According to archaeologists, two newly-discovered caves located near Qumran in the West Bank in Israel may contain more Dead Sea Scrolls. The caves referred to as 53b and 53c are at the site where the original Dead Sea Scrolls were discovered. Archaeologists believe that after further exploration, they would find more of these Biblical scrolls.
Signs such as wrappings and fragments indicating that the scrolls were stored in the caves were seen.
Written by an ascetic sect between 150 BC and the Roman conquest in 70 AD, the Dead Sea Scrolls are ancient manuscripts that are composed of 2,000-year old Hebrew and Aramaic scrolls. These were found in cliffs near the Dead Sea 70 years ago. The scrolls consisted of 981 manuscripts and about 50,000 fragments that were discovered in eleven caves. Since 1967, a large number of Dead Sea Scrolls were found in Israel.
There were no new manuscripts that were discovered. However, signs such as wrappings and fragments indicating that the scrolls were stored in the caves were seen. According to Liberty University Professor Randall Price, head archaeologist, the Bedouin robbed the cave about 40 years ago. Fortunately for us, they didn’t dig very deep. Our hope is that if we keep digging, we hit the mother lode.”
Professor Price and Oren Gutfeld from Hebrew University of Jerusalem led the exploration of Qumran. They were members of the team that found Cave 53 last year. It was the 12th cave of its kind to be discovered in Qumran.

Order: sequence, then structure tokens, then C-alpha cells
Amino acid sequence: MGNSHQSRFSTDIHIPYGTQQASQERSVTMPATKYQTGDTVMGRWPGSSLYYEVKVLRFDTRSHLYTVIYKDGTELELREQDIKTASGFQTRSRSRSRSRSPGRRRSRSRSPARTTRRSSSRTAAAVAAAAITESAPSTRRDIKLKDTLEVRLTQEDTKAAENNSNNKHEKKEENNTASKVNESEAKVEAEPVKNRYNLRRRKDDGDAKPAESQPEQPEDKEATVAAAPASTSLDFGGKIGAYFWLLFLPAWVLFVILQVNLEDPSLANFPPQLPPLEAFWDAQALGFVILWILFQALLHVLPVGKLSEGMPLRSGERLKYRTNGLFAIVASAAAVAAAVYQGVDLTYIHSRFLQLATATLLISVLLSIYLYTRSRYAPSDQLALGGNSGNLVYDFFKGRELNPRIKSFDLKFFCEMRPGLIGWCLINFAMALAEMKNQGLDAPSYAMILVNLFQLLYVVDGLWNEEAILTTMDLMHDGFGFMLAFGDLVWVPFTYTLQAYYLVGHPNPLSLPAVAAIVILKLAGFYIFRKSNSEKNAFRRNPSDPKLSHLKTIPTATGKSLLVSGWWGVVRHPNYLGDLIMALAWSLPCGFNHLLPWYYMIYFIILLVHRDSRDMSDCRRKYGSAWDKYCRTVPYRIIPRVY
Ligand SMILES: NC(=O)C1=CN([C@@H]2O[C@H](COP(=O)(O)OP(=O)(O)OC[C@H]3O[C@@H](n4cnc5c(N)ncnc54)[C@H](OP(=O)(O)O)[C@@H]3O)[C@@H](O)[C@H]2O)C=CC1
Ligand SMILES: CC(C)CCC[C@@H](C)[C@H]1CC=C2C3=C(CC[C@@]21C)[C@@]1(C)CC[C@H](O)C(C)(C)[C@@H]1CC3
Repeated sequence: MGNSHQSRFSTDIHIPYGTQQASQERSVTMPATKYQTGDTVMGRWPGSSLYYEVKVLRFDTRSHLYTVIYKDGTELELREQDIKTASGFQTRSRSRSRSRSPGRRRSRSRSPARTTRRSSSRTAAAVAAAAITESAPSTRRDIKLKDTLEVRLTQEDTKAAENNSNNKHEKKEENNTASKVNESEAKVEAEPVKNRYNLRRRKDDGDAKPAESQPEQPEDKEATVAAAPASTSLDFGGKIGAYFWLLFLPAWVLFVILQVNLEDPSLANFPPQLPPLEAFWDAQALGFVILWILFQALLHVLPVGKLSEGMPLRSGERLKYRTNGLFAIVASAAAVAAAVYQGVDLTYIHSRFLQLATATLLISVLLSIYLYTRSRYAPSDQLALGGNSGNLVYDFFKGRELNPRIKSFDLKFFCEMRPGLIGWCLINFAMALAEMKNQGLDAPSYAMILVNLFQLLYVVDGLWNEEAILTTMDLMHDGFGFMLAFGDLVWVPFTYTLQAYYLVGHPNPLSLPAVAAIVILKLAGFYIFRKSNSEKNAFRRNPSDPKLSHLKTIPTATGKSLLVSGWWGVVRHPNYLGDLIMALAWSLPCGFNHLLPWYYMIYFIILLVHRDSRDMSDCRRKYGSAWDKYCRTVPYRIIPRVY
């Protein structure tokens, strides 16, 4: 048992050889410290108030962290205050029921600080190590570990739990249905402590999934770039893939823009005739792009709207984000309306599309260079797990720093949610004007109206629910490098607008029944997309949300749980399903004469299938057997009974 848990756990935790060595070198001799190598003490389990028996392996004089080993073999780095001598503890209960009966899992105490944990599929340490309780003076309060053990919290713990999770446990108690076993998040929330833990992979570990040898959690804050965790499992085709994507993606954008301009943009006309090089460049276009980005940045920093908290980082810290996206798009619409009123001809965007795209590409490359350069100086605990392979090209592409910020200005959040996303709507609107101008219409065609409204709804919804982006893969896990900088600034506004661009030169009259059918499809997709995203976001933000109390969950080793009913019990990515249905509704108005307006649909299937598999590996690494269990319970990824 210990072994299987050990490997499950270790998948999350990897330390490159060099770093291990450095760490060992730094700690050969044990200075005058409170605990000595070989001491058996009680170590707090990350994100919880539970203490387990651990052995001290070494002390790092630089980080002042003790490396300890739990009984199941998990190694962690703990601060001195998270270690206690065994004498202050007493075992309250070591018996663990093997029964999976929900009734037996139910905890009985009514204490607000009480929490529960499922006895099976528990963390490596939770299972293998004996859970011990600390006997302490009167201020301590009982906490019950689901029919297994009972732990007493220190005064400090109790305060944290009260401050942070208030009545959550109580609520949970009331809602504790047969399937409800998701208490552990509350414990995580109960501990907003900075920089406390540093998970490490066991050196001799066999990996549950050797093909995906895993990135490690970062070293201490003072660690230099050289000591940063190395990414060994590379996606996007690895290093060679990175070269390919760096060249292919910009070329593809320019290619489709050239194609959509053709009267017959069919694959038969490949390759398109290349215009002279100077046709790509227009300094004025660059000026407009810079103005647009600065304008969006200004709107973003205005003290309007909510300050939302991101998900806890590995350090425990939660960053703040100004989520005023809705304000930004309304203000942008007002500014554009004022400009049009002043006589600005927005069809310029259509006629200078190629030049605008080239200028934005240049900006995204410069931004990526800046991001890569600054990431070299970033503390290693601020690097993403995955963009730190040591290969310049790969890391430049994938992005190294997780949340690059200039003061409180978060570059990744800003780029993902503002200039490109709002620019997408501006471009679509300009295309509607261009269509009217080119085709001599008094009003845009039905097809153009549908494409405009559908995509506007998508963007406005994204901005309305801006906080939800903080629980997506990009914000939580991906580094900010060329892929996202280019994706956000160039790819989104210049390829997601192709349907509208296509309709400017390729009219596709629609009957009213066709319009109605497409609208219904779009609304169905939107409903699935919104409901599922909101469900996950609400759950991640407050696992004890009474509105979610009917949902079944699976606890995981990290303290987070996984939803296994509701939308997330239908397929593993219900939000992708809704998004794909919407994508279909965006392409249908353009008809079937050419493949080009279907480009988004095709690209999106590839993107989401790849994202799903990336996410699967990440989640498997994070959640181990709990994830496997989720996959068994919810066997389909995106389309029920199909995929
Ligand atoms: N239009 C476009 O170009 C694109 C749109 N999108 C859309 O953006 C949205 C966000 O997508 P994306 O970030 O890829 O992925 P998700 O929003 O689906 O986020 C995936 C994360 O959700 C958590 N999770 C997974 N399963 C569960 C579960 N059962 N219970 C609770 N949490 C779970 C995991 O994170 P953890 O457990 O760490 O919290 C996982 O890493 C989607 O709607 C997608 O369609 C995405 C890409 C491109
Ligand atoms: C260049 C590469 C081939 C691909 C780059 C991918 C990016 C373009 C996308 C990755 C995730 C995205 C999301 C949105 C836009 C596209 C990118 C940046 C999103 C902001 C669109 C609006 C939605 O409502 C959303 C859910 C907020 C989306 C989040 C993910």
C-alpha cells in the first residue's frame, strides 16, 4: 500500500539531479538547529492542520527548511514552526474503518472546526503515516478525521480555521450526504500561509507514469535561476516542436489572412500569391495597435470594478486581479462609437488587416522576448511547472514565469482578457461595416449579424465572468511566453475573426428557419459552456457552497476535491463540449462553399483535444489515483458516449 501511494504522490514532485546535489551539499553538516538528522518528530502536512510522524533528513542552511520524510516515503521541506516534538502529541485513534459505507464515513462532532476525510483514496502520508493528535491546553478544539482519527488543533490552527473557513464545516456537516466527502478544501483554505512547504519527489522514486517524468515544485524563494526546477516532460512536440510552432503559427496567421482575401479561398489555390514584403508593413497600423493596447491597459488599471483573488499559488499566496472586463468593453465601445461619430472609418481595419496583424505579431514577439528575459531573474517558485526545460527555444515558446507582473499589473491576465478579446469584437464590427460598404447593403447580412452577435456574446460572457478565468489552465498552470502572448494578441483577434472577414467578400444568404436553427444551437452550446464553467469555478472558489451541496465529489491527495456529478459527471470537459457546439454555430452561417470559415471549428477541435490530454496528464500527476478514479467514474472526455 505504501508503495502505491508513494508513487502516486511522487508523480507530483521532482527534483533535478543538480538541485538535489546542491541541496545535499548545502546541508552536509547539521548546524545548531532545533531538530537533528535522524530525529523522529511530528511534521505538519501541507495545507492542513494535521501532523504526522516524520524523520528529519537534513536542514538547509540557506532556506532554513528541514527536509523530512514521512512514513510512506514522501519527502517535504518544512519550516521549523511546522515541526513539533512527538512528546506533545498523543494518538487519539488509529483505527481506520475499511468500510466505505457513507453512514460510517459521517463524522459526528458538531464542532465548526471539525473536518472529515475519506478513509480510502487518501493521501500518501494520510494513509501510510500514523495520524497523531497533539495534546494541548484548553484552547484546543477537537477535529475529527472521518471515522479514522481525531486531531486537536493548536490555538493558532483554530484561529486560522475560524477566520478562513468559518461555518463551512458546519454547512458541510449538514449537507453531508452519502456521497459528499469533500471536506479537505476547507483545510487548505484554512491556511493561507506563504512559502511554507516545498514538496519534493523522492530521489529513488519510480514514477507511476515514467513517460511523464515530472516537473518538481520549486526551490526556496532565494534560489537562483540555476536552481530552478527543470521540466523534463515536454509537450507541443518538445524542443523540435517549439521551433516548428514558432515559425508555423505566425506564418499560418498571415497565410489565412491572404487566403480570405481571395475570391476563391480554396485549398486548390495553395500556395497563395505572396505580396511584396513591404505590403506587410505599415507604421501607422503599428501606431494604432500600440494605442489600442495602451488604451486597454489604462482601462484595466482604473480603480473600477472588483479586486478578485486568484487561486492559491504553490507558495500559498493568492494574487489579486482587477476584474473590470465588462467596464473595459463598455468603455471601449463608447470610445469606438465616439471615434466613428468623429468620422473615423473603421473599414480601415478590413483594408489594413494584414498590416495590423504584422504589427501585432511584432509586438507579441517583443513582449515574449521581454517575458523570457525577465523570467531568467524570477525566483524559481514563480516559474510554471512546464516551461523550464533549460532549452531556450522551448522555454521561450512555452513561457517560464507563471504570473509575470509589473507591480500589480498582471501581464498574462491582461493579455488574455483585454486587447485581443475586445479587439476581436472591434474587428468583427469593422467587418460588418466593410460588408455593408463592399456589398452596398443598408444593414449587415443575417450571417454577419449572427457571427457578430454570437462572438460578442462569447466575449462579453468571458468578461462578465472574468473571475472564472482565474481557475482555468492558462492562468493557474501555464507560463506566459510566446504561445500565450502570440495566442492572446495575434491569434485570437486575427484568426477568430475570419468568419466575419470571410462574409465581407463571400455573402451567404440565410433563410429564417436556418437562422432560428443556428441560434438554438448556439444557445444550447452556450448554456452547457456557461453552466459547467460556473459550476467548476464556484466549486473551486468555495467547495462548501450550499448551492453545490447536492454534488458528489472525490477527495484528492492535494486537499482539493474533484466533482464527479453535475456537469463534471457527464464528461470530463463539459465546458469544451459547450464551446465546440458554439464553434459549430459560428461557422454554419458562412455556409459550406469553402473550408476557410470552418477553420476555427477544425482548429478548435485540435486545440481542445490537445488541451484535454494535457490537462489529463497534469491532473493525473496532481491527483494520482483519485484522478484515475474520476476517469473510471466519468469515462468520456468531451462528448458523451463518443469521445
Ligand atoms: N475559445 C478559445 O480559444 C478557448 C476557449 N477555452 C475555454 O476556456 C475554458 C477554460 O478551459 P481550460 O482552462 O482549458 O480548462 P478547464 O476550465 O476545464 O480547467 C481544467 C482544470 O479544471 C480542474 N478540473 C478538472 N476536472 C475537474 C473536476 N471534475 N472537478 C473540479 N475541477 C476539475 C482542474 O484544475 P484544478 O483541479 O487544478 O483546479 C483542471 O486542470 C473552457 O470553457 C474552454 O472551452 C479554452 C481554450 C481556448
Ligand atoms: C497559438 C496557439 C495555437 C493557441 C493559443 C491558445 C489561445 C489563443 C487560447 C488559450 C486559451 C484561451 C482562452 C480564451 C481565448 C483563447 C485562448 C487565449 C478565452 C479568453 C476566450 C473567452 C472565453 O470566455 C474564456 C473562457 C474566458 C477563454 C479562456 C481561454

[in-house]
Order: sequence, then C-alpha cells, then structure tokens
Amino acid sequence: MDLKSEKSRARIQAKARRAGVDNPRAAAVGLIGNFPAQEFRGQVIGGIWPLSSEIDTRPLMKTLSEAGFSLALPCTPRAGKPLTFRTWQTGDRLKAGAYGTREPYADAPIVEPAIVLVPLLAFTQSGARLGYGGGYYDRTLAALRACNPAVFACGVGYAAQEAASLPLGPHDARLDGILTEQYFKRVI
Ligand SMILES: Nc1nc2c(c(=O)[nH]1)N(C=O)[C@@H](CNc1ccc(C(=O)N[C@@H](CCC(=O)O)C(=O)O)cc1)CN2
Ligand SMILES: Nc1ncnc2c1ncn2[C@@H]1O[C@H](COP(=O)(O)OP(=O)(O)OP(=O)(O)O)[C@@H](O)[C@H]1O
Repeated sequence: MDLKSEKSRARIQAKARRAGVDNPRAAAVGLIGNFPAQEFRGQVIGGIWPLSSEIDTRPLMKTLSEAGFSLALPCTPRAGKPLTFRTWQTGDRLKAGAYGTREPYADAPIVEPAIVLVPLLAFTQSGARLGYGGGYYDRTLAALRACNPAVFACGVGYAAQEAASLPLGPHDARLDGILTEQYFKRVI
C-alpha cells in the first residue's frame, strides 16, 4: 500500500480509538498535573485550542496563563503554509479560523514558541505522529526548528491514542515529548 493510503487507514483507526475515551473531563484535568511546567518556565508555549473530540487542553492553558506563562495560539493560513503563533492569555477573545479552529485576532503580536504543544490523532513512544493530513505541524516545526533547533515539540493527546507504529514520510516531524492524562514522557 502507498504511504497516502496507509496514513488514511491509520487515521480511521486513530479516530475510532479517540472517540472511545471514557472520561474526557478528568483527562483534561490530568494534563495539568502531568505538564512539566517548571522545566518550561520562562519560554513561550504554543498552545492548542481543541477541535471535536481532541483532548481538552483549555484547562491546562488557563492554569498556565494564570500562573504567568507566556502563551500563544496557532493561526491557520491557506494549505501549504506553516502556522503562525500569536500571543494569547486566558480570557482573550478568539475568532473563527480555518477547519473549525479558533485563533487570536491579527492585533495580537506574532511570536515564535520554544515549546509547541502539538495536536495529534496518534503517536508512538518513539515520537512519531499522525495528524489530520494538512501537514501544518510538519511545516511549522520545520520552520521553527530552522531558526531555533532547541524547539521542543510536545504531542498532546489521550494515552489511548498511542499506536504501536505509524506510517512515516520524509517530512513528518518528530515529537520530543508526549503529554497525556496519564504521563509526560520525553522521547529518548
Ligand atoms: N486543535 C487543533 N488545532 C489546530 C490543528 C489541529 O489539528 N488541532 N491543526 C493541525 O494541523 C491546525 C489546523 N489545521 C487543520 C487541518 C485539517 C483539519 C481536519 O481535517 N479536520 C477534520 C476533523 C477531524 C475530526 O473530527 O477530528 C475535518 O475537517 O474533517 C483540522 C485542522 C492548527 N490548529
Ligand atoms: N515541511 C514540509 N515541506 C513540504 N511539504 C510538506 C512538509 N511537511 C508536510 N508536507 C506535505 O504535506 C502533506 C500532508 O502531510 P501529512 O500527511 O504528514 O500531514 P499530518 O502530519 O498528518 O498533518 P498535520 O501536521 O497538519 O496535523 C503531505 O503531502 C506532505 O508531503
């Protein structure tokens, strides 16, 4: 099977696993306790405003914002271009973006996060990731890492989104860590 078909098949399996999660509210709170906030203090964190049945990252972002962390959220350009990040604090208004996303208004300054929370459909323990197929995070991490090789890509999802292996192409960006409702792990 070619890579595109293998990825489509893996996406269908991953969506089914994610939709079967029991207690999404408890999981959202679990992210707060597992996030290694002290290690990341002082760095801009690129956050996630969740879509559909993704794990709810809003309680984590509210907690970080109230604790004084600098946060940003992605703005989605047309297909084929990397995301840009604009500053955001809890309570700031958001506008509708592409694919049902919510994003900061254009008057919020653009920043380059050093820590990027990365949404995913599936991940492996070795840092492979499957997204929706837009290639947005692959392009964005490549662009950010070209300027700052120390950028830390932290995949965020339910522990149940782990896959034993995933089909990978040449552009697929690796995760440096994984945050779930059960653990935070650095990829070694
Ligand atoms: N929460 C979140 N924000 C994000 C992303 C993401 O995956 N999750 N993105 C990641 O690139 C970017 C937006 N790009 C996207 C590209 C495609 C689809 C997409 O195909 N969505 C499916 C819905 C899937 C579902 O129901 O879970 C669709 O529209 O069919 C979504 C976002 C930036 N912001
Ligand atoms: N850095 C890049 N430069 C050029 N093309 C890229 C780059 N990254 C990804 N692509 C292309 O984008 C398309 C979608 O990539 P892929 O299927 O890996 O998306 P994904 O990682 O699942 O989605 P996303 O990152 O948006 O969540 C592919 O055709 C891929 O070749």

The significance of this discovery involves the new evidence it provides that the caves south of Qumran represent sealed loci, despite the attempts by Bedouin to loot these sites.
Since the discovery of Cave 53 in January, archaeologists found what seemed to be significant evidence for the existence of more scrolls. They found a blank piece of parchment and storage jars that were similar to those that were found in other caves at Qumran. They likewise discovered a bronze cooking pot that was estimated to be from the first century BC, as well as an almost intact oil lamp dating to the Hellenistic-Hasmonean period. Cooking utensils and textile fragments were also found, although these have to be examined first to assess if these prove that more Dead Sea Scrolls were stored in the cave.
In an abstract to a paper for the American Schools for Oriental Research, Price and Gutfeld said, “The significance of this discovery involves the new evidence it provides that the caves south of Qumran represent sealed loci, despite the attempts by Bedouin to loot these sites.” They also added the connection of these caves to the community of Qumran and how the cave discovered last year is related to the one found this year.
A few weeks ago, the US Museum of the Bible revealed that five of their Dead Sea Scroll fragments were proven to be fake.